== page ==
By Wesley Newcomb Hohfeld
Hohfeld's writings, from 1913 and 1917, delve into the differences among such felony thoughts as privilege and accountability, and correct, immunity and legal responsibility, and so on.
Read or Download Fundamental legal conceptions, as applied in judicial reasoning (A Yale paperbound) PDF
Best legal theory & systems books
BOOKS IN SPANISH
Social paintings and the Courts is a compendium of the latest and critical felony situations in social paintings and social welfare. Its dissection and research of an important circumstances makes it a good software for instructing social staff to appreciate the criminal process and its operation. The booklet demonstrates how courts view and care for the functionality, motion, and behavior of social staff and their companies.
Estate legislations and Social Morality develops a thought of estate that highlights the social building of duties that folks owe one another. by means of viewing estate legislations throughout the lens of duties instead of during the lens of rights, the writer affirms the lifestyles of vital estate rights (when no legal responsibility to a different exists) and defines the scope of these rights (when a duty to a different does exist).
- Interpretation and Legal Theory
- The Bramble Bush: On Our Law and Its Study
- The Ethics of Deference: Learning from Law’s Morals
- Multicultural Jurisdictions: Cultural Differences and Women's Rights (Contemporary Political Theory)
- I Do Solemnly Swear: The Moral Obligations of Legal Officials
Additional info for Fundamental legal conceptions, as applied in judicial reasoning (A Yale paperbound)
In Routledge Encyclopedia of Narrative Theory, edited by D. Herman, M. Jahn, and M. Ryan, Routledge. PART ONE Analyzing Legal Translations on the Ground 2 Translating Defendants’ Apologies during Allocution at Sentencing M. 1 In this paper, Gruber uses sociolinguistic analysis to explore communication problems that arise in courtroom exchanges between defendants and judges. Specifically, she examines the different possible meanings of apologies made to the court by convicted defendants during their sentencing hearings.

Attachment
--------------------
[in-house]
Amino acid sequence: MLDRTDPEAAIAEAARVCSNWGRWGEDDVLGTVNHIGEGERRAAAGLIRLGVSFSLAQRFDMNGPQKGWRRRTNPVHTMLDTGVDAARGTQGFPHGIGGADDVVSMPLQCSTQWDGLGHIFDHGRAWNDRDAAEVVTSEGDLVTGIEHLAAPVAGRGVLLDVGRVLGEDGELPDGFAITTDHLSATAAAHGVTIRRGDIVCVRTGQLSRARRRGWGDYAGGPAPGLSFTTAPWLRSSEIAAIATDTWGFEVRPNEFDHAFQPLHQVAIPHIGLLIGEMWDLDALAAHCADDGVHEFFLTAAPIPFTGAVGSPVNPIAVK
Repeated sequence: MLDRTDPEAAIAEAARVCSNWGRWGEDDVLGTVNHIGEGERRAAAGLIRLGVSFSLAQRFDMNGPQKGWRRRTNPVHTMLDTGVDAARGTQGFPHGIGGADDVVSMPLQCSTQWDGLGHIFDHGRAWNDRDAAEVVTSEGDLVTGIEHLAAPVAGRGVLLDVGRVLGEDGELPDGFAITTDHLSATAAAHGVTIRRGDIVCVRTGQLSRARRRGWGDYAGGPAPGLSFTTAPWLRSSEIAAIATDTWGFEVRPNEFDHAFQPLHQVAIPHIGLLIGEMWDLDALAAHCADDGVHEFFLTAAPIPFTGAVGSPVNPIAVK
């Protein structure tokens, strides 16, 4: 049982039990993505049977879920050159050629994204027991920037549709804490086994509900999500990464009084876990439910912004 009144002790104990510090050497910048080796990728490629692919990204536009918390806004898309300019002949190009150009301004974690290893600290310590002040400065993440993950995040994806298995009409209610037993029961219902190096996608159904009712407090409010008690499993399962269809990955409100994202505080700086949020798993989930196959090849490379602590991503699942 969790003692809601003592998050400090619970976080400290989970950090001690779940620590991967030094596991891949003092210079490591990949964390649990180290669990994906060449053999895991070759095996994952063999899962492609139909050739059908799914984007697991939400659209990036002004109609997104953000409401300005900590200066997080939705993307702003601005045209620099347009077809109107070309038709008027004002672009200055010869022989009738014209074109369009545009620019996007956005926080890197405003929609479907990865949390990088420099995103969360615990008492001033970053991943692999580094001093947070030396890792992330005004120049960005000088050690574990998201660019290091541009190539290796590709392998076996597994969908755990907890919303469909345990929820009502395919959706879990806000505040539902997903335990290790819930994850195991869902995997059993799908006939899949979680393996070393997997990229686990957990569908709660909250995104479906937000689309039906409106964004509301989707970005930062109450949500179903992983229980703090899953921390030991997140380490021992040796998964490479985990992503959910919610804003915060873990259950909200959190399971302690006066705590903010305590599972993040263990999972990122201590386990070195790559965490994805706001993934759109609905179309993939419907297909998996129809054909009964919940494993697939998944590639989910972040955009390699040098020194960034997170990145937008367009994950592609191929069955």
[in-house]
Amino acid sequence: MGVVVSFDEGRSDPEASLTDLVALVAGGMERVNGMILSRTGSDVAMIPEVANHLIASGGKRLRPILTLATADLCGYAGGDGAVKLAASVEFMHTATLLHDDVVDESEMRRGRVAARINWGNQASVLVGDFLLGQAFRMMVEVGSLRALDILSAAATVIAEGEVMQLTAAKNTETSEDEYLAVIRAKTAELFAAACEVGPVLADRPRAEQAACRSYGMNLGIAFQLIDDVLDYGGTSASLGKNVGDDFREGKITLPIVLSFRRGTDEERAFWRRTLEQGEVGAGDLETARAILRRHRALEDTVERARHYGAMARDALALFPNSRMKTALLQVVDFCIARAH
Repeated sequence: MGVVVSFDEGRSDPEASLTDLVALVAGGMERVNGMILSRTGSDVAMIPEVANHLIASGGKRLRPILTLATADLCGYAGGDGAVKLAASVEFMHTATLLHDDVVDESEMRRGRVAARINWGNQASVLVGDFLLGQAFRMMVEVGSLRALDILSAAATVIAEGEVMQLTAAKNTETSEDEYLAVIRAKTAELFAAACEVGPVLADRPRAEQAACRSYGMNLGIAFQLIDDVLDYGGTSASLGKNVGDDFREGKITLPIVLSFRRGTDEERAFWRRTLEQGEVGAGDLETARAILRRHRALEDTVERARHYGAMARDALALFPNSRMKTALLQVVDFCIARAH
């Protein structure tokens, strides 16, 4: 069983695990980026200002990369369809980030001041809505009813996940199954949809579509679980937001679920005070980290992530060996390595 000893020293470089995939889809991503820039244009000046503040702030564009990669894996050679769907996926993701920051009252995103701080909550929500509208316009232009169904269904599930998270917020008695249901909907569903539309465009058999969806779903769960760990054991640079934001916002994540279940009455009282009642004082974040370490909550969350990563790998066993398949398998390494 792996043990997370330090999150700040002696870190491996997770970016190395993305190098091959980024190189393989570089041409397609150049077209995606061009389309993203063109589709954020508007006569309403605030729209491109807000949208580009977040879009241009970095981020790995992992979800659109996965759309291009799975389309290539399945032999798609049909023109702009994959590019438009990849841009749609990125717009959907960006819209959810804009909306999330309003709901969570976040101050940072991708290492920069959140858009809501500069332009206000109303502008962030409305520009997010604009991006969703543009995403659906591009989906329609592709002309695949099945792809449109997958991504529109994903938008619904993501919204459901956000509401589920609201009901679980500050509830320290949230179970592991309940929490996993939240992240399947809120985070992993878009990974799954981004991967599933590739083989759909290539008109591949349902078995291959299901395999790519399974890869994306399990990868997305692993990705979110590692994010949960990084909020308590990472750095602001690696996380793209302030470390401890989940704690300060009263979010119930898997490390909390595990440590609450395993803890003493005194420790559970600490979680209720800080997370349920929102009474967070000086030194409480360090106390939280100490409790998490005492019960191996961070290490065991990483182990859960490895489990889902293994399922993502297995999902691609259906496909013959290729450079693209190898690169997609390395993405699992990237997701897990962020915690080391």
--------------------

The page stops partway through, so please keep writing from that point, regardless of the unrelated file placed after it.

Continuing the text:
What we are calling disciplinary “languages” here would generally be referred to as registers within fields such as sociolinguistics and linguistic anthropology. , meta-level, culturally informed ideas about how language works)—and one that can actively hinder understanding. If we think of the differences in forms of disciplines’ communication as differences in “languages” that need “translation,” we may take more seriously the divisions that lead to failures in interdisciplinary understandings.
Allocution also comes with risks, however. As noted by O’Hear (1997) and Natapoff (2005), one of the main risks for defendants—especially those who have pleaded guilty (and this is the vast majority2)—is that the defendant might speak in such a way as to suggest that she/he had not fully accepted responsibility for the crime. At federal sentencing hearings, judges generally impose sentences based on the Federal Sentencing Guidelines. Defendants get assigned a particular range of months of incarceration based on the intersection of their total offense level and their criminal history category.